“I see democracy as a spectrum, with the most democratic end inhibiting popular control of all economic and governmental functions, and the other end being a centralized authority which occasionally listens to the voice of the people. The framers were tasked with finding the middle ground between these extremes, and I believe they were motivated by both sincere ideology and a desire to protect their personal interests.”
How is social change ultimately conducted? What role does deviance play in conducting large-scale social change? Who/What are the ultimate drivers of social innovation? In a world plagued with suffering and injustice, these questions are more relevant than ever and demand contemplation.
Who is worthy of governing? When should authority be questioned and obeyed? How can power be equitably distributed and maintained? This article utilizes sources in the fields of philosophy, political science and history to explore these questions and more.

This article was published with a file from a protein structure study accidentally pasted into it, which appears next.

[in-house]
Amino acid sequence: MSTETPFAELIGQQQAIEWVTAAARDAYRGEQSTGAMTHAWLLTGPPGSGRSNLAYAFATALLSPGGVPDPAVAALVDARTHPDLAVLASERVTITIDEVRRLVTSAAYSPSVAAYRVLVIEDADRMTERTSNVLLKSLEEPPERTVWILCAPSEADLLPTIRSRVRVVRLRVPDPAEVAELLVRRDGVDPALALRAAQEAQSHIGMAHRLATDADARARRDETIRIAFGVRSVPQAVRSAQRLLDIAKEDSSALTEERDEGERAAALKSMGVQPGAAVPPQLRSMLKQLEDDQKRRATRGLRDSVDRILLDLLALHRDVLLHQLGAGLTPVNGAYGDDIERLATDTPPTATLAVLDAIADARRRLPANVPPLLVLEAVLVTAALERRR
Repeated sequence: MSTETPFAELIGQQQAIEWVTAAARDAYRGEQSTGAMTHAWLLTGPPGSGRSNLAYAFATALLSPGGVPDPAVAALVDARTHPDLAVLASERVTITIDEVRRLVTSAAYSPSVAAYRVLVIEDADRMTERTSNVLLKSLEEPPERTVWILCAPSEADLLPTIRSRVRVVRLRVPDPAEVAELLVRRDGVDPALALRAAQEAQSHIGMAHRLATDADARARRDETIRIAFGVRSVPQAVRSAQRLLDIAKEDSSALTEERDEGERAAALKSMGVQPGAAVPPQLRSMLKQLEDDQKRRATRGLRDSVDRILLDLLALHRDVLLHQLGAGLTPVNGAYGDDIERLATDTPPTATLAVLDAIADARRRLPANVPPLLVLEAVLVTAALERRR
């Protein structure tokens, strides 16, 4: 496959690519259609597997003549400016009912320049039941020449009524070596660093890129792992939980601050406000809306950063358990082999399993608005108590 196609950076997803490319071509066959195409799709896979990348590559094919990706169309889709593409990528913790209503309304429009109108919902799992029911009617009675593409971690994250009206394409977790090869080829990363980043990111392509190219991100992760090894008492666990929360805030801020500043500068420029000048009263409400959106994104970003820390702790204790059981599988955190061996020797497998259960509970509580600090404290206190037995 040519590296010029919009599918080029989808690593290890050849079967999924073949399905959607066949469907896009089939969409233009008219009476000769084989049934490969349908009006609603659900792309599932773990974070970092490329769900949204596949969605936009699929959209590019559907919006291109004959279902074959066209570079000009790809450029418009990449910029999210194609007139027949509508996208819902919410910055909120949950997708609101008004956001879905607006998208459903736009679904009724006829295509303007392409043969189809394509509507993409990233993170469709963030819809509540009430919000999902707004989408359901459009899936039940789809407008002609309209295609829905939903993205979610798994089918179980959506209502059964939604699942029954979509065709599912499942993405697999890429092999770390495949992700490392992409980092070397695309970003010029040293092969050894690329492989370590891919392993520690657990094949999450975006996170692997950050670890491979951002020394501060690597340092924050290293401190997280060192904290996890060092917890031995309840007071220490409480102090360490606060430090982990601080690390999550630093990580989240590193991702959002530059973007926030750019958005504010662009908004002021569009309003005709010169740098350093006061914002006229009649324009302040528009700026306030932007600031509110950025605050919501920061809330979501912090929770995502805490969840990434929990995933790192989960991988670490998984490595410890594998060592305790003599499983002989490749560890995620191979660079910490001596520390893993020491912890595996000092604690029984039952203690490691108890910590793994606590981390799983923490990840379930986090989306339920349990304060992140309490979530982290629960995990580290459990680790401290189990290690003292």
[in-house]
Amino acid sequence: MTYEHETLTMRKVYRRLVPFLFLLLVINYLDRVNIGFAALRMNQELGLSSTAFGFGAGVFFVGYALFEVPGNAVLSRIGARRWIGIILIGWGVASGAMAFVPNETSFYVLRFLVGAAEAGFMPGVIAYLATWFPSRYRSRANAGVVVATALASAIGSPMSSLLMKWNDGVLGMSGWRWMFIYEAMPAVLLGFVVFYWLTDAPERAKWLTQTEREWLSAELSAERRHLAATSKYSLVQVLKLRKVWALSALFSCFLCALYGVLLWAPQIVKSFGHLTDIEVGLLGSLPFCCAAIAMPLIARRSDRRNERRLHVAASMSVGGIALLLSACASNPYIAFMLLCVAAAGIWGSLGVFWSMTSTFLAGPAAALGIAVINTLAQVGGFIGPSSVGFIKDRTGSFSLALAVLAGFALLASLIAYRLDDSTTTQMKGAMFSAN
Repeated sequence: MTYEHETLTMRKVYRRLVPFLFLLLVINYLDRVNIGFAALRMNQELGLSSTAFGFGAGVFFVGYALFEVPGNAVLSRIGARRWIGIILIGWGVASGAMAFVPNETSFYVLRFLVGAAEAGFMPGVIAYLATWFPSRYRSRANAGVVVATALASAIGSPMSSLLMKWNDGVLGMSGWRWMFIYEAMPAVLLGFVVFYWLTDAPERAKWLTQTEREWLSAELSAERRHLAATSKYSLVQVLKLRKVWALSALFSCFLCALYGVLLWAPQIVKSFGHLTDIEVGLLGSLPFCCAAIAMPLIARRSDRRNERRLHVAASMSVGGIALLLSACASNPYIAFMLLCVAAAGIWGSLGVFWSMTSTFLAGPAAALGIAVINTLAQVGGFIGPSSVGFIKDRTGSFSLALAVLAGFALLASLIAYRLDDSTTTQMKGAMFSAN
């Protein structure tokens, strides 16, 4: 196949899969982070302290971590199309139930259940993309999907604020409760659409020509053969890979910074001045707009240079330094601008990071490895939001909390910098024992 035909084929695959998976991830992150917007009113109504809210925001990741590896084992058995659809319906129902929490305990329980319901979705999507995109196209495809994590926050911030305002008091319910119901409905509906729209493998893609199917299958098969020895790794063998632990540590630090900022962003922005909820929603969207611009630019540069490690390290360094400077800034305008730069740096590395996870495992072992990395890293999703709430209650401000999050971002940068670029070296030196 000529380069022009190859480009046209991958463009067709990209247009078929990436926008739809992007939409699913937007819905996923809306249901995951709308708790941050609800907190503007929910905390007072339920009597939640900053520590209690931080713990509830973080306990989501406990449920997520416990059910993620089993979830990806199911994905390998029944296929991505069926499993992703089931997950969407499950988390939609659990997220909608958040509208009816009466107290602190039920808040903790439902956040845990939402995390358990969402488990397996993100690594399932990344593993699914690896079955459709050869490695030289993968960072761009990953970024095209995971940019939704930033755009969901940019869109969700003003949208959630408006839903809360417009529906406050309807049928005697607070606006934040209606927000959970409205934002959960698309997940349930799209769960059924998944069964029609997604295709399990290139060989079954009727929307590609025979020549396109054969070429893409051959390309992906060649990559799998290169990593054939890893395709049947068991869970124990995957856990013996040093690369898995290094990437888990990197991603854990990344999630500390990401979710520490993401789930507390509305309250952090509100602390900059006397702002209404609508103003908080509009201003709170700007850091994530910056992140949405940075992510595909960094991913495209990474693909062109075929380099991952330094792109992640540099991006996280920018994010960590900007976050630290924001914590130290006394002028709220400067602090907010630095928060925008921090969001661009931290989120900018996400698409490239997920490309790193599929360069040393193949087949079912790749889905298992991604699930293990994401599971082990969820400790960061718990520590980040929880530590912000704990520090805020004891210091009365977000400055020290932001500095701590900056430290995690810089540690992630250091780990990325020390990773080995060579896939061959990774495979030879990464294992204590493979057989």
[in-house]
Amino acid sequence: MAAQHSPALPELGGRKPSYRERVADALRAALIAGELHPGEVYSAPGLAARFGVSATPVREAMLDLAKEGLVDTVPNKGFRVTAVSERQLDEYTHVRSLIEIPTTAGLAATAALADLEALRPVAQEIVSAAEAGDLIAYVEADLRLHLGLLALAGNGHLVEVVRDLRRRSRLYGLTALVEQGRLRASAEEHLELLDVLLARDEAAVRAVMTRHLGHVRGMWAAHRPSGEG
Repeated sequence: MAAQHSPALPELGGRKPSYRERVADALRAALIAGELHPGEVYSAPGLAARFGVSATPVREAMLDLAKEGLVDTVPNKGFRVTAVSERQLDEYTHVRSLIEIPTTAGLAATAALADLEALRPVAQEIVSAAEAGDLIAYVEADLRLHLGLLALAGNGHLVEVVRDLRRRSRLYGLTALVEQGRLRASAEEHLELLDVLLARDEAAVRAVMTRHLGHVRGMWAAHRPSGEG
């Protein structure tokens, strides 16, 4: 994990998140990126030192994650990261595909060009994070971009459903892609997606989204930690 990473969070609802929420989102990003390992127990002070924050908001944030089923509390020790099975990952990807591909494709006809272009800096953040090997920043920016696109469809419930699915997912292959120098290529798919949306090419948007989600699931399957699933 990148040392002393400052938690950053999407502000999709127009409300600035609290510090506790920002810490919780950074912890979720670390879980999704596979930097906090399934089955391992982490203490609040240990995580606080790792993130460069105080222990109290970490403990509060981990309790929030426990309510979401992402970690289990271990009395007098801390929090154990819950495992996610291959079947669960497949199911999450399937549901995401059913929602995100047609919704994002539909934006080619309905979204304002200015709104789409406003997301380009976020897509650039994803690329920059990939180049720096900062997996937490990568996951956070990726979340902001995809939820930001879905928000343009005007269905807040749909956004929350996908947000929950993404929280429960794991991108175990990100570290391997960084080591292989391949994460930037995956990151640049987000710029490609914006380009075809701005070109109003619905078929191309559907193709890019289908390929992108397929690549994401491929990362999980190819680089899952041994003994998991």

By studying a detailed blueprint for an anarchist society, as found in Diego Abad de Santillan’s After the Revolution (1937), we can better understand the ideology of anarcho-syndicalism, as well as the democratic and anti-capitalist philosophy which fuels it.
By utilizing primary sources of two influential socialist uprisings (The Paris Commune of 1871 and Revolutionary Catalonia in 1936) in conjunction with the ideas of philosophers Peter Kropotkin and George Orwell, this article explores the revolutionary values and objectives of left-wing anarchism.
“From the development of the welfare state in America to the communist revolutions of the East and the fascist uprisings throughout Europe; nearly every inch of the globe witnessed an ideological revolution, each advancing the government’s role in a nation’s society and economy – for better or worse.”
Over 200 years after his birth, this article reflects on the challenges which Marx predicted would curse the future of capitalism – and why such predictions have or haven’t come true. In the process, we shall hopefully begin to understand not only the intricate mind of Karl Marx but the strengths and weaknesses of capitalism itself.